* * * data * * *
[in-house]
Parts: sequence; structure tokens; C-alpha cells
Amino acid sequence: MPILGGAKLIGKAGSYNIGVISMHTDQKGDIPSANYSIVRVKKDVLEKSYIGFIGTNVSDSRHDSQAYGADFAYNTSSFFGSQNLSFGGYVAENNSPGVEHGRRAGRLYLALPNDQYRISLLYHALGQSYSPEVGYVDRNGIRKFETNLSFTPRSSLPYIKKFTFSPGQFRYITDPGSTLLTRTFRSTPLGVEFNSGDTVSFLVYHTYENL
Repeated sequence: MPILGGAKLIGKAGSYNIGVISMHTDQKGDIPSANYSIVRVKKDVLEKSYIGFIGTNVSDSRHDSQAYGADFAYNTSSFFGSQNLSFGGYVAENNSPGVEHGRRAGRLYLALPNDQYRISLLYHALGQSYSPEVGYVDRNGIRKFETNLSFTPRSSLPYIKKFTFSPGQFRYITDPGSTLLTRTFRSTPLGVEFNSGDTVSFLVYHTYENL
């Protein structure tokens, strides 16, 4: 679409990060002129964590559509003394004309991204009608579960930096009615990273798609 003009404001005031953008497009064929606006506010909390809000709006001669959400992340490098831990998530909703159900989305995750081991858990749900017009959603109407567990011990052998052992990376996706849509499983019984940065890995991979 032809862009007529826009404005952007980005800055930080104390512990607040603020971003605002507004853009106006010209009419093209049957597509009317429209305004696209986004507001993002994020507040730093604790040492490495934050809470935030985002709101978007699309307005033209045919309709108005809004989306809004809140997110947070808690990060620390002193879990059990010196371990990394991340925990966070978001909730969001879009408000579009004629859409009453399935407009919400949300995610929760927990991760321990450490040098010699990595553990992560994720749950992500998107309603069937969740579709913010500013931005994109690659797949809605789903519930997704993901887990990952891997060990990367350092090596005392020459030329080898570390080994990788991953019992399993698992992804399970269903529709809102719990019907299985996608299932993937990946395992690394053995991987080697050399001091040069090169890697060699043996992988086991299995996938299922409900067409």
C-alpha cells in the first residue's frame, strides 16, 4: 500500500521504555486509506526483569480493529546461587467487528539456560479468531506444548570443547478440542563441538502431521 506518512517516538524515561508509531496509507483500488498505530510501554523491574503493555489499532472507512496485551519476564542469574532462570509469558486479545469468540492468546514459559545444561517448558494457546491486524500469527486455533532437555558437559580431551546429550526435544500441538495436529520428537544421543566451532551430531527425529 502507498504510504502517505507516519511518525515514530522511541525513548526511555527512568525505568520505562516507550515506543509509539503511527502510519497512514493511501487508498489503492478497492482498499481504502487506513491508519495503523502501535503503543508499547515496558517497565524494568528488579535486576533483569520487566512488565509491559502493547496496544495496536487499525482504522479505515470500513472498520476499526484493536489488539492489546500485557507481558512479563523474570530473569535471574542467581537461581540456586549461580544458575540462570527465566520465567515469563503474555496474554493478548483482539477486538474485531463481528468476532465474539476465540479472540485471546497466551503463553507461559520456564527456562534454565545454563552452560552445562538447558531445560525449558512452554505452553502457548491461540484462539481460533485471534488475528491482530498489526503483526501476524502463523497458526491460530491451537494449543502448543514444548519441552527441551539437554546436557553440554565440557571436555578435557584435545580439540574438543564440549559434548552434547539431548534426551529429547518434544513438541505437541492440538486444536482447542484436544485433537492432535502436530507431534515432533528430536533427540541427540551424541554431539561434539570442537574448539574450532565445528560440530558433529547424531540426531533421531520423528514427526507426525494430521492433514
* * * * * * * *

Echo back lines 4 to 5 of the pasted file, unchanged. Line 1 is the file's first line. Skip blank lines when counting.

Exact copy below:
Repeated sequence: MPILGGAKLIGKAGSYNIGVISMHTDQKGDIPSANYSIVRVKKDVLEKSYIGFIGTNVSDSRHDSQAYGADFAYNTSSFFGSQNLSFGGYVAENNSPGVEHGRRAGRLYLALPNDQYRISLLYHALGQSYSPEVGYVDRNGIRKFETNLSFTPRSSLPYIKKFTFSPGQFRYITDPGSTLLTRTFRSTPLGVEFNSGDTVSFLVYHTYENL
């Protein structure tokens, strides 16, 4: 679409990060002129964590559509003394004309991204009608579960930096009615990273798609 003009404001005031953008497009064929606006506010909390809000709006001669959400992340490098831990998530909703159900989305995750081991858990749900017009959603109407567990011990052998052992990376996706849509499983019984940065890995991979 032809862009007529826009404005952007980005800055930080104390512990607040603020971003605002507004853009106006010209009419093209049957597509009317429209305004696209986004507001993002994020507040730093604790040492490495934050809470935030985002709101978007699309307005033209045919309709108005809004989306809004809140997110947070808690990060620390002193879990059990010196371990990394991340925990966070978001909730969001879009408000579009004629859409009453399935407009919400949300995610929760927990991760321990450490040098010699990595553990992560994720749950992500998107309603069937969740579709913010500013931005994109690659797949809605789903519930997704993901887990990952891997060990990367350092090596005392020459030329080898570390080994990788991953019992399993698992992804399970269903529709809102719990019907299985996608299932993937990946395992690394053995991987080697050399001091040069090169890697060699043996992988086991299995996938299922409900067409």